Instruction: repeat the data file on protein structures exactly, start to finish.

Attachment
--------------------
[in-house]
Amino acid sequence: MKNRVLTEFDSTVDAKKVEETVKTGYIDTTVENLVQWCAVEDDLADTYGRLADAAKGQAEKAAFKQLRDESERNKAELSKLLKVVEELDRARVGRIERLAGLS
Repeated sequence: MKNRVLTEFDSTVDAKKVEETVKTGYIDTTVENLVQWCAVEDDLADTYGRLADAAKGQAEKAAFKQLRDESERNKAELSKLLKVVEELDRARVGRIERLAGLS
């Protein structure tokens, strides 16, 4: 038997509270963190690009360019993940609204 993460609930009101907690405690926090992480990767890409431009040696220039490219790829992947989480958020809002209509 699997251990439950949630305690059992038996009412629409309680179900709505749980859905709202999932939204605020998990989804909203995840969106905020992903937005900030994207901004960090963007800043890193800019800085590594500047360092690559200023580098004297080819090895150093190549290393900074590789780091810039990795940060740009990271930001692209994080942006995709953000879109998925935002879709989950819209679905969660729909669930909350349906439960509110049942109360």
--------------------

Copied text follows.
[in-house]
Amino acid sequence: MKNRVLTEFDSTVDAKKVEETVKTGYIDTTVENLVQWCAVEDDLADTYGRLADAAKGQAEKAAFKQLRDESERNKAELSKLLKVVEELDRARVGRIERLAGLS
Repeated sequence: MKNRVLTEFDSTVDAKKVEETVKTGYIDTTVENLVQWCAVEDDLADTYGRLADAAKGQAEKAAFKQLRDESERNKAELSKLLKVVEELDRARVGRIERLAGLS
């Protein structure tokens, strides 16, 4: 038997509270963190690009360019993940609204 993460609930009101907690405690926090992480990767890409431009040696220039490219790829992947989480958020809002209509 699997251990439950949630305690059992038996009412629409309680179900709505749980859905709202999932939204605020998990989804909203995840969106905020992903937005900030994207901004960090963007800043890193800019800085590594500047360092690559200023580098004297080819090895150093190549290393900074590789780091810039990795940060740009990271930001692209994080942006995709953000879109998925935002879709989950819209679905969660729909669930909350349906439960509110049942109360």